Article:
Sunday, August 7, 2011

Strange time of year for my garden

Every year I run into basically the same problem at this time of year. Everything starts to look scraggly.

This year the squirrel from hell decimated my grape tomato patch. I'm already making my plans of squirrel attack for next year. It involves mouse traps and bells thus far. Spraying the plants with bad tasting stuff didn't make a difference to the bushy rat. If he didn't like the taste of one he just left it on the ground to rot and moved on to the next.

I started a new raised bed for my cucumbers hoping I'd avoid last year's problems but nope, they followed. I have some beautiful cucumbers but I'm in a race against the dwindling vines. They turn yellow, then brown starting at the bottom of the vine. It's working its way upward. I've tried the fungus stuff, fertilizing (but not too much), watering in the morning so they don't get damp at night and have cut off the bad leaves as fast as it happens. Oh, I also tried some industrial strength bug killer (plant safe, made for plants) despite trying to stay organic.

I know I whine a lot on this blog but it is a bit frustrating to put so much effort into getting some decent veggies only to lose so many to a combination of drought with downpours, excessive heat and critters.

I do realize that if I spent more quality time with my garden I could probably avoid some of the problems. Having a garden requires a commitment that I seem to just fall short of reaching.

I'm considering taking a master gardening class, but I'm not sure if that will really result in great veggies. I think maybe next year I'll just pull everything up, work my soil, and give it a break. Although, I do love those grape tomatoes... and cucumbers... and beans... hmmm...

Saturday, July 16, 2011

Squirrels with issues...

My squirrels have developed addictions this year.

I've always had the usual problem with the pesky rats with tails getting into my bird feeders, snitching my sunflower seeds and other bird favorites. I've adapted. I put a hot pepper mix on the seeds and it keeps them away for a while. I have fun in my pottery studio with them, too. I'll put the seeds in the window feeder, then sneak over and bang on the two-way glass when they climb in... After a couple of scares they usually stay away.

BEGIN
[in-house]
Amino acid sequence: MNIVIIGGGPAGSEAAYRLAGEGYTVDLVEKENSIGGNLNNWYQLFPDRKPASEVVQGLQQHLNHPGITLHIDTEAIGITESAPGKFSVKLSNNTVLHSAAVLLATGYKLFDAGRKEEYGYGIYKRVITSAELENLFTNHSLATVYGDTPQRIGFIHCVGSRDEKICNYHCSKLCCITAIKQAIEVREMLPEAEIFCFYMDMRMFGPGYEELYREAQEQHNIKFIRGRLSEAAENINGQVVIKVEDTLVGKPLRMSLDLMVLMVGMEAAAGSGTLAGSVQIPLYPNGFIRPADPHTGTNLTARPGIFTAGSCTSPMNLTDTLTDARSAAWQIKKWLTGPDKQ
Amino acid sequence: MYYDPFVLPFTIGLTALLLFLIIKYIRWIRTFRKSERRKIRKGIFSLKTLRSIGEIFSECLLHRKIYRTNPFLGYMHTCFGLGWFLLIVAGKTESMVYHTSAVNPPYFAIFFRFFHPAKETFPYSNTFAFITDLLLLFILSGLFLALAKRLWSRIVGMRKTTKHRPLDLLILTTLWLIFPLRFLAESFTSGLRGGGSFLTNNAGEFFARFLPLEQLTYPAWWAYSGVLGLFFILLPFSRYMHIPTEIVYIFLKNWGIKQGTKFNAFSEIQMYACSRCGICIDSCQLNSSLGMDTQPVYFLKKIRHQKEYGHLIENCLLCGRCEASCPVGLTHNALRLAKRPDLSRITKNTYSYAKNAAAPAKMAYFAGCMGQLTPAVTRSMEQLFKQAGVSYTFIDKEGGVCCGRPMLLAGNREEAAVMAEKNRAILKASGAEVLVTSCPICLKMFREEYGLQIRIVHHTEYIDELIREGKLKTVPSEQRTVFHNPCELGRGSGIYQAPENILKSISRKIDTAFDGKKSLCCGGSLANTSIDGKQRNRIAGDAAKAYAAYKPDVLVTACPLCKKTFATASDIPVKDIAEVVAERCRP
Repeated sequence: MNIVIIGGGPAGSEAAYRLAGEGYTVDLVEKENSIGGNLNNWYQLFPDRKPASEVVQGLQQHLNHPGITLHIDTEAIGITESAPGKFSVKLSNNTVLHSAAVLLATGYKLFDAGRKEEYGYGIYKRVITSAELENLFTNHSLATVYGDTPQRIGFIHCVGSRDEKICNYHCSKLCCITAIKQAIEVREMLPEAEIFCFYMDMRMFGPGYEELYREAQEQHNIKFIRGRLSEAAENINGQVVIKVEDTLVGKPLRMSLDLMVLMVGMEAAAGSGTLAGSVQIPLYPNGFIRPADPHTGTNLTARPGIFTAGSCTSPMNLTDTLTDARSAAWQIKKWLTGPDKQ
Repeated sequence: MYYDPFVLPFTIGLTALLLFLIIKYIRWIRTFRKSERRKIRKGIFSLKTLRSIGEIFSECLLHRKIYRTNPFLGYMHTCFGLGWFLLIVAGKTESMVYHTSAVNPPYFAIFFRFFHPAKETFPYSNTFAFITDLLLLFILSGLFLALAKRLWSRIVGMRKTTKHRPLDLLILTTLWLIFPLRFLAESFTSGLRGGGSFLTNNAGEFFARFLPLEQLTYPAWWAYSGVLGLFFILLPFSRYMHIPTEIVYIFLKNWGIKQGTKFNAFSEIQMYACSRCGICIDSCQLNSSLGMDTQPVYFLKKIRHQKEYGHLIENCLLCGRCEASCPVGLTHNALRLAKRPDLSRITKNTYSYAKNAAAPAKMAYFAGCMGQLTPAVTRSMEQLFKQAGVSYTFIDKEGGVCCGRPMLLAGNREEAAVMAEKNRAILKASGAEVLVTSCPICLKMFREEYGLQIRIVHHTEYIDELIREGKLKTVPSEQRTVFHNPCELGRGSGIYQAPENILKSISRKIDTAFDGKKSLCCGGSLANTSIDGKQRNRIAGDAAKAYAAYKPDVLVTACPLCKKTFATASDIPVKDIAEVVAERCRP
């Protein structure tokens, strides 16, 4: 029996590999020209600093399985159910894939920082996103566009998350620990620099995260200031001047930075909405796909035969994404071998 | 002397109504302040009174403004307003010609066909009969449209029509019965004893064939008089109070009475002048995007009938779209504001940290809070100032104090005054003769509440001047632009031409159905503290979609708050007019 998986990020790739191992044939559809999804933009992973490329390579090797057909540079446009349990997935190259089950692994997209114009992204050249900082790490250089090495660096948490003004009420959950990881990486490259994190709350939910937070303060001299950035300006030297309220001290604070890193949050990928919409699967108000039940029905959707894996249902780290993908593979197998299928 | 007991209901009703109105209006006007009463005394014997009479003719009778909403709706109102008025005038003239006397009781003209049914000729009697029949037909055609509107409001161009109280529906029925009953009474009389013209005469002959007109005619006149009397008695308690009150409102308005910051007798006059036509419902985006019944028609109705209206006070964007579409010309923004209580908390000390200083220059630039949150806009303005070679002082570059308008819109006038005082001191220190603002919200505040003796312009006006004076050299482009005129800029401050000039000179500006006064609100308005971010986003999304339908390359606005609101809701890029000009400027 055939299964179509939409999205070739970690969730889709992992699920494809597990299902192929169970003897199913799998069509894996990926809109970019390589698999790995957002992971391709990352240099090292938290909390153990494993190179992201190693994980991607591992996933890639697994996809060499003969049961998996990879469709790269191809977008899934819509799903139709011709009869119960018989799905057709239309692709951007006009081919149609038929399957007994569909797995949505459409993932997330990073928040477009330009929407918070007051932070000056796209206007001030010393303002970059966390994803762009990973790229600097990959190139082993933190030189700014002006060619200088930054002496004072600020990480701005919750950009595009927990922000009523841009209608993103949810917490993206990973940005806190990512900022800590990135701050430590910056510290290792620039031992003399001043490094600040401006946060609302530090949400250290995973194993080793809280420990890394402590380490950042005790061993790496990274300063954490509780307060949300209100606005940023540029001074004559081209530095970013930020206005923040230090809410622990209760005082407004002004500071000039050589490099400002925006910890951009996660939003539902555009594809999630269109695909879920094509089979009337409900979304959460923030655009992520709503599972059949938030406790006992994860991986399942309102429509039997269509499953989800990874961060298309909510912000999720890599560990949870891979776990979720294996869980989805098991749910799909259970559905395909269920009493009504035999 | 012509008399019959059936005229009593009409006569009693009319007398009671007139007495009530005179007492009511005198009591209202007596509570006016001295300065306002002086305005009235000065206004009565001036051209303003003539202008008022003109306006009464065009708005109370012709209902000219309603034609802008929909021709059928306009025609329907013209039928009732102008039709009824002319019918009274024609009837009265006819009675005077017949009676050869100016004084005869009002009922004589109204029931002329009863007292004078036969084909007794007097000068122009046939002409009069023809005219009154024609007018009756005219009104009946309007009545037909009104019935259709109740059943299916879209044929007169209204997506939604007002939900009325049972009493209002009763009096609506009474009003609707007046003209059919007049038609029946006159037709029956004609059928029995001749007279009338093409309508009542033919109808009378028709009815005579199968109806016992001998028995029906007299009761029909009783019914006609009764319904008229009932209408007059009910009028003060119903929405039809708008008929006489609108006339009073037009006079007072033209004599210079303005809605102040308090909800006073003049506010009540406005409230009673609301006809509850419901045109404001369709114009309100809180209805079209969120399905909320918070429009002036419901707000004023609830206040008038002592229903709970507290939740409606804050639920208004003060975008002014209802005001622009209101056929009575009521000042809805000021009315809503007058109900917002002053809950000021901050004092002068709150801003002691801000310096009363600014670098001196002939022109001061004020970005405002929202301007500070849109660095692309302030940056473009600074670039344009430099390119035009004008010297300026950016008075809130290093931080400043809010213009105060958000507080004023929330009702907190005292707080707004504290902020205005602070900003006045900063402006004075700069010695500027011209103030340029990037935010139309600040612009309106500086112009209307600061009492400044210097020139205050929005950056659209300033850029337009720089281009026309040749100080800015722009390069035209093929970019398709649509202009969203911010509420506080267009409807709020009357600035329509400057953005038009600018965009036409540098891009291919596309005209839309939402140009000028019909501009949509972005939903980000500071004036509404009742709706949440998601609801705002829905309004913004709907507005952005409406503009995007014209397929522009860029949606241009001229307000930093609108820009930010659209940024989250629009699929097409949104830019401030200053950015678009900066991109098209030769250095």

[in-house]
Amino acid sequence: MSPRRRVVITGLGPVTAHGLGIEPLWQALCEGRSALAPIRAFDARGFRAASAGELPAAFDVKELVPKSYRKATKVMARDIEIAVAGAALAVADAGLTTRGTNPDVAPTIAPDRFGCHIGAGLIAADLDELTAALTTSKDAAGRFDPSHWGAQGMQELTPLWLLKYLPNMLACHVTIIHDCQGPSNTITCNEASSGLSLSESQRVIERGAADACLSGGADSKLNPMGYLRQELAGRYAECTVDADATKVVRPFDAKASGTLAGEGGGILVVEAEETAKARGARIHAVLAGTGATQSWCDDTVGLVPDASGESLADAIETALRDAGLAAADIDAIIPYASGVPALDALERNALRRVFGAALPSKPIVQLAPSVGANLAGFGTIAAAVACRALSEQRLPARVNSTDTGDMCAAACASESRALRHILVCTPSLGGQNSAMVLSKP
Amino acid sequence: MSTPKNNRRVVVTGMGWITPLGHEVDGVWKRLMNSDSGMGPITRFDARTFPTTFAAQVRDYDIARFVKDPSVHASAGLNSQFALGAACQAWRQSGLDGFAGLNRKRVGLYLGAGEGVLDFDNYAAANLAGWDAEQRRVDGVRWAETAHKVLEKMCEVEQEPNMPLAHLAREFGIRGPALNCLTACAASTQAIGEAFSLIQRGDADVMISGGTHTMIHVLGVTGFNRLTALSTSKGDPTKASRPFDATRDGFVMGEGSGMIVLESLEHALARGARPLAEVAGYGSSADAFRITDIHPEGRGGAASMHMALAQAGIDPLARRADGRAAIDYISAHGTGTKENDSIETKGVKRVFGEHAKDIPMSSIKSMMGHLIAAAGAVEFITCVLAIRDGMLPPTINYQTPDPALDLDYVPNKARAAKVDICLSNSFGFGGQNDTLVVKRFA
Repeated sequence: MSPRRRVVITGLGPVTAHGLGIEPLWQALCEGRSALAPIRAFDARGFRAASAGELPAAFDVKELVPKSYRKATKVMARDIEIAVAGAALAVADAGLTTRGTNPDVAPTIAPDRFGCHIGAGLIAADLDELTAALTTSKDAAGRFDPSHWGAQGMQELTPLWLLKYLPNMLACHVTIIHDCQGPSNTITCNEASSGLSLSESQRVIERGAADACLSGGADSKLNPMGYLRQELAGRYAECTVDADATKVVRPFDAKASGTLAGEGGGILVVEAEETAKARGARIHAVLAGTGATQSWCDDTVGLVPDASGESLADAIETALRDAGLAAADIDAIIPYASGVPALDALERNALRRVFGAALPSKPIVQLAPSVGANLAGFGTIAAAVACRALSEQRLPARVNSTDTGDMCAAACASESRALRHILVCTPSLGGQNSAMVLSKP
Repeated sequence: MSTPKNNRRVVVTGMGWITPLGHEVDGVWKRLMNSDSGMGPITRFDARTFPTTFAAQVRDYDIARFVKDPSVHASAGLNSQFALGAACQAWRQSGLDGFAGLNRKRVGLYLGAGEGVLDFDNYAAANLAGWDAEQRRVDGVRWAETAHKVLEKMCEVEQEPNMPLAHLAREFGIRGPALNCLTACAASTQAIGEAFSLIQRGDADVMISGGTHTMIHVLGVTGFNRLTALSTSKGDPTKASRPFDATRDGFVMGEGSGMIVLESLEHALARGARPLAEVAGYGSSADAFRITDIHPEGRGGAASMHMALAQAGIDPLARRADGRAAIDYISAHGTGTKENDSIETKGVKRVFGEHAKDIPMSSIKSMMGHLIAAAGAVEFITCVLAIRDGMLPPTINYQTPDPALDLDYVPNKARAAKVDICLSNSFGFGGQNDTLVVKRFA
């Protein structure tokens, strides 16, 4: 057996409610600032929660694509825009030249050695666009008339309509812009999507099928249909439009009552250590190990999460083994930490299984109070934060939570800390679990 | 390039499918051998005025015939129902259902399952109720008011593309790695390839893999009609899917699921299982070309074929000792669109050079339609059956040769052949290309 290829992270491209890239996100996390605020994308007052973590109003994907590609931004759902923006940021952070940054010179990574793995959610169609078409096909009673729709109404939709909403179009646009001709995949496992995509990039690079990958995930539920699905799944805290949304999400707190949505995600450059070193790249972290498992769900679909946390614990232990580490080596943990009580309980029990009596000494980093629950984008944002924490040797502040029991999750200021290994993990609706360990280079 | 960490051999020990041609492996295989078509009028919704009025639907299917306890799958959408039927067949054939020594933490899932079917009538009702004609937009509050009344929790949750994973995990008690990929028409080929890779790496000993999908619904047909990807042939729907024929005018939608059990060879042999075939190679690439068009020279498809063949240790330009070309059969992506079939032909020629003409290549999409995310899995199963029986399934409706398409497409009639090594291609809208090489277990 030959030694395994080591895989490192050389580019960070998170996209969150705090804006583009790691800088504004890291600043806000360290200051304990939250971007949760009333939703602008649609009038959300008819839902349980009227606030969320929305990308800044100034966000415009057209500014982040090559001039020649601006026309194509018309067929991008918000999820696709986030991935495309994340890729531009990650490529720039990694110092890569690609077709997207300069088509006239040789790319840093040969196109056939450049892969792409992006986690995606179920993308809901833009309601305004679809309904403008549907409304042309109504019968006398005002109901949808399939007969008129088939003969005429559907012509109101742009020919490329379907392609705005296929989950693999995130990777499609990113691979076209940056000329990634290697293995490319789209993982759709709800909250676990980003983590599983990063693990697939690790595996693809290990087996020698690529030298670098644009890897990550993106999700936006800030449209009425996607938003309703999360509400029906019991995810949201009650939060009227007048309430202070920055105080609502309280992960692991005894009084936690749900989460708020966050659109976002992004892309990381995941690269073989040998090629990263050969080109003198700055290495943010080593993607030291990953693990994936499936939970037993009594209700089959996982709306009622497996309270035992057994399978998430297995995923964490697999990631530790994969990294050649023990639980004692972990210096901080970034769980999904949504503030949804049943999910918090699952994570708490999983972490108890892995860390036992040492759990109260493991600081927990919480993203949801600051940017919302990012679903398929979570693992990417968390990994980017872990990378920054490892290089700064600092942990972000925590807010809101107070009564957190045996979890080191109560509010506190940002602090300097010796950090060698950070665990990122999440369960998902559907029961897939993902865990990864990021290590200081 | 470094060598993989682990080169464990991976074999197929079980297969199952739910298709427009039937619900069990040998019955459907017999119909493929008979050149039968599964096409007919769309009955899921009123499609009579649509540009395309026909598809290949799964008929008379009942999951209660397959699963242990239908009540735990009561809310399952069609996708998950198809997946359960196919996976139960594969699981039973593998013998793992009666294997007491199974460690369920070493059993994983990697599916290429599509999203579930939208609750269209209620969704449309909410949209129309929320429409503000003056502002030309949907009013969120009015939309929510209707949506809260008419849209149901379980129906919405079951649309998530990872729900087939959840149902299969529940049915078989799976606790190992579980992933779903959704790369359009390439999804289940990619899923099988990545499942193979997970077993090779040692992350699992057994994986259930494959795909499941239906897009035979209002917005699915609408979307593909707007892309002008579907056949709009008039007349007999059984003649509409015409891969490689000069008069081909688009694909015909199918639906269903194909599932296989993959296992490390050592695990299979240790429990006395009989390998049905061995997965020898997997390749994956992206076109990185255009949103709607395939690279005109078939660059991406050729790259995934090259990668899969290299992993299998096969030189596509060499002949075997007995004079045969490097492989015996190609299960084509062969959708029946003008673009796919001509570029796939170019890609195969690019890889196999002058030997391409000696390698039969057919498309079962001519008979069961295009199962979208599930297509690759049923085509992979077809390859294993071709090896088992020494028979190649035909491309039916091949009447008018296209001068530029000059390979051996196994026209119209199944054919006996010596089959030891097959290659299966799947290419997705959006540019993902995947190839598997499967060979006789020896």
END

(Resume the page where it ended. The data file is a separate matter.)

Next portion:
Now, however, I have a tomato addict.

And, I have a sugar water addict.

I added some extra fencing around my raised tomato bed initially, not knowing what was getting into it. Then I walked out one day and saw a squirrel sitting inside the bed munching away on my tomatoes. It sat there brazenly snacking until I was just a couple of feet away, almost within swatting range (not that I'd take a chance on tangling with a potentially rabid squirrel). It scampered off to a nearby tree where it sat at eye-level on a branch, one beady eye focused on me, while it finished its delicacy. Grrrrr...

I've been spraying stuff to keep deer and other animals away around the bed and even on the bottom tomatoes (as I've given them up to the cause). It's been working. However, we've been having rain every day lately and I notice that there are once again discarded tomatoes on the ground around my plants.

A few days ago I went out and found one of my hummingbird feeder on the ground, empty, ants crawling all over it. We'd had a bad storm so I "assumed" it had gotten knocked off in the high winds. I refilled it only to find it completely empty the next day. I refilled it and moved it. Humph, empty again. I moved it around the house to the other side on a taller pole, next to another one. Hump, empty today.

So, I'm going to move the shepherd's hook away from any nearby climbing or hanging spots and grease the hook. I don't know if that'll work but I want my hummingbirds and I don't want the squirrels.

I went out and did a little research. Some have suggested hanging them from a baffle and even share how to make a home-made baffle with pie pans. I may try that next.

Sugar is highly addictive. It's what they feed to drug addicts to wean them off the 'hard' stuff. Having a sugar addicted squirrel is going to be difficult. I can't put pepper water in the feeder as the hummingbirds won't touch it. However, once the hummingbirds leave, that's exactly what I'm going to do if this keeps up.

Ideas anyone?